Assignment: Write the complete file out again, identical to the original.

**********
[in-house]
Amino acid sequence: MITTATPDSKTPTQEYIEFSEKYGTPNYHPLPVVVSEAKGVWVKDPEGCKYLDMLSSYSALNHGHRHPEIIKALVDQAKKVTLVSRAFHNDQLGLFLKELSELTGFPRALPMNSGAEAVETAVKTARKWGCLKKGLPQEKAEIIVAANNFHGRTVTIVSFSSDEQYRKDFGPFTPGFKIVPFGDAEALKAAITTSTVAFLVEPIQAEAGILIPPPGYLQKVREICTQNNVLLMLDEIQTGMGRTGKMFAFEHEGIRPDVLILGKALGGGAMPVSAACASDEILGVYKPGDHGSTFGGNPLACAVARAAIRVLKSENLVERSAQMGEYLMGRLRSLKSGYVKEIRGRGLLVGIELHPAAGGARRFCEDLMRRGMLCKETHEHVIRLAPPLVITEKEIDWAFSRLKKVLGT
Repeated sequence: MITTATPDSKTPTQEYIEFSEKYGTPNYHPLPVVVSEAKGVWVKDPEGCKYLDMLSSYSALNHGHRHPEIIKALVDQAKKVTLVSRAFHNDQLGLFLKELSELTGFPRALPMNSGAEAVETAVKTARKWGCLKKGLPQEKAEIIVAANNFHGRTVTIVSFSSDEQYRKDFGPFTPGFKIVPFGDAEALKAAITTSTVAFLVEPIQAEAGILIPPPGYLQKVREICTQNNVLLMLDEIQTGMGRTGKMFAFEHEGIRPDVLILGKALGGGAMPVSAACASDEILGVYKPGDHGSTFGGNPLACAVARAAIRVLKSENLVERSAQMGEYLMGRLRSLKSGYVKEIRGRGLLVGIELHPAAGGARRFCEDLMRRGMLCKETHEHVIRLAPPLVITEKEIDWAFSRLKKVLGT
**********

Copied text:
[in-house]
Amino acid sequence: MITTATPDSKTPTQEYIEFSEKYGTPNYHPLPVVVSEAKGVWVKDPEGCKYLDMLSSYSALNHGHRHPEIIKALVDQAKKVTLVSRAFHNDQLGLFLKELSELTGFPRALPMNSGAEAVETAVKTARKWGCLKKGLPQEKAEIIVAANNFHGRTVTIVSFSSDEQYRKDFGPFTPGFKIVPFGDAEALKAAITTSTVAFLVEPIQAEAGILIPPPGYLQKVREICTQNNVLLMLDEIQTGMGRTGKMFAFEHEGIRPDVLILGKALGGGAMPVSAACASDEILGVYKPGDHGSTFGGNPLACAVARAAIRVLKSENLVERSAQMGEYLMGRLRSLKSGYVKEIRGRGLLVGIELHPAAGGARRFCEDLMRRGMLCKETHEHVIRLAPPLVITEKEIDWAFSRLKKVLGT
Repeated sequence: MITTATPDSKTPTQEYIEFSEKYGTPNYHPLPVVVSEAKGVWVKDPEGCKYLDMLSSYSALNHGHRHPEIIKALVDQAKKVTLVSRAFHNDQLGLFLKELSELTGFPRALPMNSGAEAVETAVKTARKWGCLKKGLPQEKAEIIVAANNFHGRTVTIVSFSSDEQYRKDFGPFTPGFKIVPFGDAEALKAAITTSTVAFLVEPIQAEAGILIPPPGYLQKVREICTQNNVLLMLDEIQTGMGRTGKMFAFEHEGIRPDVLILGKALGGGAMPVSAACASDEILGVYKPGDHGSTFGGNPLACAVARAAIRVLKSENLVERSAQMGEYLMGRLRSLKSGYVKEIRGRGLLVGIELHPAAGGARRFCEDLMRRGMLCKETHEHVIRLAPPLVITEKEIDWAFSRLKKVLGT